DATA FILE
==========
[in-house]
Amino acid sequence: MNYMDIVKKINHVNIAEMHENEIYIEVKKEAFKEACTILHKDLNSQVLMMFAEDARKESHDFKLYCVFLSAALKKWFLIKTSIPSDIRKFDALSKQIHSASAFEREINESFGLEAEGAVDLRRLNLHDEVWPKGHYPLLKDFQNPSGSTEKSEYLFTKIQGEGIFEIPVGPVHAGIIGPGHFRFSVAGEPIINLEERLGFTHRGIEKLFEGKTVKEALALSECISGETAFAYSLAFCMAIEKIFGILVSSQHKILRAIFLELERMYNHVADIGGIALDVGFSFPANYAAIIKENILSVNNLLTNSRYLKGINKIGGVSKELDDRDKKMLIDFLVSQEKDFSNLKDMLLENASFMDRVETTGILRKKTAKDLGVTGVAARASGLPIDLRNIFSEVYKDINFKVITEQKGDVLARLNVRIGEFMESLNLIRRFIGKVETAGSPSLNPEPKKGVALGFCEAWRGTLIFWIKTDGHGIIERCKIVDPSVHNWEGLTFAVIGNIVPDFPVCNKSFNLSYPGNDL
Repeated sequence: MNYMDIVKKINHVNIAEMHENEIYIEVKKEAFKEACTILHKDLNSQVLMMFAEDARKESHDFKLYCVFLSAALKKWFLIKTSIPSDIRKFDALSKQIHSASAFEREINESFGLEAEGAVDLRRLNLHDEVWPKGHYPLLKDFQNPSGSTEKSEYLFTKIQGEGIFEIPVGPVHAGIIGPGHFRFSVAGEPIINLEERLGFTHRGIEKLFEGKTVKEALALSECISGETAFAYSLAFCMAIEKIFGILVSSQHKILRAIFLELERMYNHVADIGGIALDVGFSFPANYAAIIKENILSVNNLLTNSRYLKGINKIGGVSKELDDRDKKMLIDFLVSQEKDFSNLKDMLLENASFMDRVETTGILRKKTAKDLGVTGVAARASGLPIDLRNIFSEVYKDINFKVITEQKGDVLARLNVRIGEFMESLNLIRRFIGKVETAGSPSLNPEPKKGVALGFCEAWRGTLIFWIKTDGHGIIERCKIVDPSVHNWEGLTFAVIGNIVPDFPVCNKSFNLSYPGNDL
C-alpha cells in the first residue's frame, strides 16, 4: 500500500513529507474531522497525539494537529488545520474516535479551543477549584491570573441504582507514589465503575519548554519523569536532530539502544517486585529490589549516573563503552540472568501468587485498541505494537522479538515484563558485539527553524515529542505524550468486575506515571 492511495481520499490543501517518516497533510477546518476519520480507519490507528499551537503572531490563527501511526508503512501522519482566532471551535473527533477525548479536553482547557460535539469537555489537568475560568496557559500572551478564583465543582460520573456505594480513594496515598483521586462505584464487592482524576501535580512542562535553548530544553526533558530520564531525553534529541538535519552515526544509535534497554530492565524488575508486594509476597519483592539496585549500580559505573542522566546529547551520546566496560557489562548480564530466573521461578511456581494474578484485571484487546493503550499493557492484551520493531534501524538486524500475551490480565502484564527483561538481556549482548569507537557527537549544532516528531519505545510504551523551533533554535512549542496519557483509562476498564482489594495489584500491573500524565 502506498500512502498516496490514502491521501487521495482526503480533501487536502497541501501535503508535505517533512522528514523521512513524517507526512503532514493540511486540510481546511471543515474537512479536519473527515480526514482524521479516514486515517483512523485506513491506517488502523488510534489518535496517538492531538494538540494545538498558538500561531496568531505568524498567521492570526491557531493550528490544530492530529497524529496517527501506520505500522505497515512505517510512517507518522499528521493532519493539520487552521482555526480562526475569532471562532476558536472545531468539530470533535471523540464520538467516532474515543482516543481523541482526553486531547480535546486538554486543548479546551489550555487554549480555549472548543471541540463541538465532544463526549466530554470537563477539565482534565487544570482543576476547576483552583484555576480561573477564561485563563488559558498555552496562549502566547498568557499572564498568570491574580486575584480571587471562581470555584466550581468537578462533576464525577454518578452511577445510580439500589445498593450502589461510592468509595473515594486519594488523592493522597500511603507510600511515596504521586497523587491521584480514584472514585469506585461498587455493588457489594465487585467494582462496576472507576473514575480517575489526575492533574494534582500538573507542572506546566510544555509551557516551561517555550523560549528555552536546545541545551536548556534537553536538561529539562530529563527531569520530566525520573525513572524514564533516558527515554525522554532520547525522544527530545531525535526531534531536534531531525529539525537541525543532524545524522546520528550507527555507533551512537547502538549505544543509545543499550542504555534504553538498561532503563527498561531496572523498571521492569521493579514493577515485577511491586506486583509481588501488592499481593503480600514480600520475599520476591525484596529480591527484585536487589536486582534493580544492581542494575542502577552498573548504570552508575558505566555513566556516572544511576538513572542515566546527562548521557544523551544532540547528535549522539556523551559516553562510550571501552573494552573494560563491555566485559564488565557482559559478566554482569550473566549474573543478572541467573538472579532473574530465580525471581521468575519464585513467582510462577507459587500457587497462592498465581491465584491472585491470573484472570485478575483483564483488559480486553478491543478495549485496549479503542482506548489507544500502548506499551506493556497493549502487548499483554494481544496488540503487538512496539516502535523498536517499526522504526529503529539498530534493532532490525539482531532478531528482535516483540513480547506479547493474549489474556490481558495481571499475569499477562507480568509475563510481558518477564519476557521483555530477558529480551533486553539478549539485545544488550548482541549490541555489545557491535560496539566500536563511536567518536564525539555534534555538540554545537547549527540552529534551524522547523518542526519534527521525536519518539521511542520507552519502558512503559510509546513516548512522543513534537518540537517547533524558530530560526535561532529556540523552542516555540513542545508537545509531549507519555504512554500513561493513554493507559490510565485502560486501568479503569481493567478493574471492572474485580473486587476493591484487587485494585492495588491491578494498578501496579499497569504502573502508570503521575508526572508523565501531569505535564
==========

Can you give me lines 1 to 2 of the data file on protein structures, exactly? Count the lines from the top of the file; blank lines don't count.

[in-house]
Amino acid sequence: MNYMDIVKKINHVNIAEMHENEIYIEVKKEAFKEACTILHKDLNSQVLMMFAEDARKESHDFKLYCVFLSAALKKWFLIKTSIPSDIRKFDALSKQIHSASAFEREINESFGLEAEGAVDLRRLNLHDEVWPKGHYPLLKDFQNPSGSTEKSEYLFTKIQGEGIFEIPVGPVHAGIIGPGHFRFSVAGEPIINLEERLGFTHRGIEKLFEGKTVKEALALSECISGETAFAYSLAFCMAIEKIFGILVSSQHKILRAIFLELERMYNHVADIGGIALDVGFSFPANYAAIIKENILSVNNLLTNSRYLKGINKIGGVSKELDDRDKKMLIDFLVSQEKDFSNLKDMLLENASFMDRVETTGILRKKTAKDLGVTGVAARASGLPIDLRNIFSEVYKDINFKVITEQKGDVLARLNVRIGEFMESLNLIRRFIGKVETAGSPSLNPEPKKGVALGFCEAWRGTLIFWIKTDGHGIIERCKIVDPSVHNWEGLTFAVIGNIVPDFPVCNKSFNLSYPGNDL